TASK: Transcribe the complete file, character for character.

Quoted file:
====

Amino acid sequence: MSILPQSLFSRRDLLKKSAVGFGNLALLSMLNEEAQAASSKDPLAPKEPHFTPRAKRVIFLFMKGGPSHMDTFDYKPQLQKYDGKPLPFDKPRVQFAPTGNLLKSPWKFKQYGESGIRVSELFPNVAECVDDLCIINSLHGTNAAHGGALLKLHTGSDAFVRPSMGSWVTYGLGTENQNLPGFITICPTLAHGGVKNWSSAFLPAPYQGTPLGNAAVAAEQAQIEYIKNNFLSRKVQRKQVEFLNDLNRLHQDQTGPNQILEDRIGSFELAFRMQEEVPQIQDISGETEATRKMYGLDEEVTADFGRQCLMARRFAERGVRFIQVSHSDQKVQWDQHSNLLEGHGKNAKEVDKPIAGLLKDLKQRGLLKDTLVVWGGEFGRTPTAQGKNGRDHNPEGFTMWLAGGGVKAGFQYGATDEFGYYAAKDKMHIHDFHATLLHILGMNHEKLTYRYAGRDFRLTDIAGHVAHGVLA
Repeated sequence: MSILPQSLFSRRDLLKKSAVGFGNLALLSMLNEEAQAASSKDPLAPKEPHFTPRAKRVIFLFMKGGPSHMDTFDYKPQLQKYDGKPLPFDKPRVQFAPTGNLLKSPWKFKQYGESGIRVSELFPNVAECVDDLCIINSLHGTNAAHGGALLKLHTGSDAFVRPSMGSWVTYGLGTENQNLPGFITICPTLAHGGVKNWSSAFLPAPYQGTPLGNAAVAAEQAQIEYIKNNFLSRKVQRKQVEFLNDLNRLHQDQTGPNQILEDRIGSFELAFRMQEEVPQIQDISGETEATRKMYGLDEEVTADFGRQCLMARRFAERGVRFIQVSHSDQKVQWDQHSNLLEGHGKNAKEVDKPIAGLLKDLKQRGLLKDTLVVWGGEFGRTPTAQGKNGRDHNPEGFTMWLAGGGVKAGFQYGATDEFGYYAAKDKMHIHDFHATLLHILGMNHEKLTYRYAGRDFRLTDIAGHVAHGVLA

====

Amino acid sequence: MSILPQSLFSRRDLLKKSAVGFGNLALLSMLNEEAQAASSKDPLAPKEPHFTPRAKRVIFLFMKGGPSHMDTFDYKPQLQKYDGKPLPFDKPRVQFAPTGNLLKSPWKFKQYGESGIRVSELFPNVAECVDDLCIINSLHGTNAAHGGALLKLHTGSDAFVRPSMGSWVTYGLGTENQNLPGFITICPTLAHGGVKNWSSAFLPAPYQGTPLGNAAVAAEQAQIEYIKNNFLSRKVQRKQVEFLNDLNRLHQDQTGPNQILEDRIGSFELAFRMQEEVPQIQDISGETEATRKMYGLDEEVTADFGRQCLMARRFAERGVRFIQVSHSDQKVQWDQHSNLLEGHGKNAKEVDKPIAGLLKDLKQRGLLKDTLVVWGGEFGRTPTAQGKNGRDHNPEGFTMWLAGGGVKAGFQYGATDEFGYYAAKDKMHIHDFHATLLHILGMNHEKLTYRYAGRDFRLTDIAGHVAHGVLA
Repeated sequence: MSILPQSLFSRRDLLKKSAVGFGNLALLSMLNEEAQAASSKDPLAPKEPHFTPRAKRVIFLFMKGGPSHMDTFDYKPQLQKYDGKPLPFDKPRVQFAPTGNLLKSPWKFKQYGESGIRVSELFPNVAECVDDLCIINSLHGTNAAHGGALLKLHTGSDAFVRPSMGSWVTYGLGTENQNLPGFITICPTLAHGGVKNWSSAFLPAPYQGTPLGNAAVAAEQAQIEYIKNNFLSRKVQRKQVEFLNDLNRLHQDQTGPNQILEDRIGSFELAFRMQEEVPQIQDISGETEATRKMYGLDEEVTADFGRQCLMARRFAERGVRFIQVSHSDQKVQWDQHSNLLEGHGKNAKEVDKPIAGLLKDLKQRGLLKDTLVVWGGEFGRTPTAQGKNGRDHNPEGFTMWLAGGGVKAGFQYGATDEFGYYAAKDKMHIHDFHATLLHILGMNHEKLTYRYAGRDFRLTDIAGHVAHGVLA